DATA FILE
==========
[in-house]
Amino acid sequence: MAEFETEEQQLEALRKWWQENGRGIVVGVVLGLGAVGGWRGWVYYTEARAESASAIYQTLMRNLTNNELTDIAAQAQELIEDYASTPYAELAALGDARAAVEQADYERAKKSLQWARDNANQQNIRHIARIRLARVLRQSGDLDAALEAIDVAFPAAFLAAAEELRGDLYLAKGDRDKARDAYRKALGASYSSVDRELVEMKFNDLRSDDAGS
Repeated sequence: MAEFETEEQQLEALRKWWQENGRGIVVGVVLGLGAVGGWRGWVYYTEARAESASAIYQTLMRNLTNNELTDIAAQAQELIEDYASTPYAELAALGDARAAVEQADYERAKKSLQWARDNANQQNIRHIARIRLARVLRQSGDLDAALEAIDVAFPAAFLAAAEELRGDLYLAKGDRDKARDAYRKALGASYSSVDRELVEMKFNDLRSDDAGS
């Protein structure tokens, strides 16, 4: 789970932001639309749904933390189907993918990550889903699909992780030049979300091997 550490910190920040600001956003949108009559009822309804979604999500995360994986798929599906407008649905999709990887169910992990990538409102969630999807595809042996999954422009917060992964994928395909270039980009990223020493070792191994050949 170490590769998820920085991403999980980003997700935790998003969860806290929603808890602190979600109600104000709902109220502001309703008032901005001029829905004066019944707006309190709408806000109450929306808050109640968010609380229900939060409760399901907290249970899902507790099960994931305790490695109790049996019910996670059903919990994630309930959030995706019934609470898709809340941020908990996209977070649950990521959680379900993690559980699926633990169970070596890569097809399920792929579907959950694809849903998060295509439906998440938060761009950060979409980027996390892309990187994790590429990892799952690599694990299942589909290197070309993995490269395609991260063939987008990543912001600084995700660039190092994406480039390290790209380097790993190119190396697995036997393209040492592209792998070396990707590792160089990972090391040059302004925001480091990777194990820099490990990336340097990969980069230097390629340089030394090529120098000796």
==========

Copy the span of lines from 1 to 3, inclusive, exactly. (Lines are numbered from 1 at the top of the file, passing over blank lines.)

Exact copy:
[in-house]
Amino acid sequence: MAEFETEEQQLEALRKWWQENGRGIVVGVVLGLGAVGGWRGWVYYTEARAESASAIYQTLMRNLTNNELTDIAAQAQELIEDYASTPYAELAALGDARAAVEQADYERAKKSLQWARDNANQQNIRHIARIRLARVLRQSGDLDAALEAIDVAFPAAFLAAAEELRGDLYLAKGDRDKARDAYRKALGASYSSVDRELVEMKFNDLRSDDAGS
Repeated sequence: MAEFETEEQQLEALRKWWQENGRGIVVGVVLGLGAVGGWRGWVYYTEARAESASAIYQTLMRNLTNNELTDIAAQAQELIEDYASTPYAELAALGDARAAVEQADYERAKKSLQWARDNANQQNIRHIARIRLARVLRQSGDLDAALEAIDVAFPAAFLAAAEELRGDLYLAKGDRDKARDAYRKALGASYSSVDRELVEMKFNDLRSDDAGS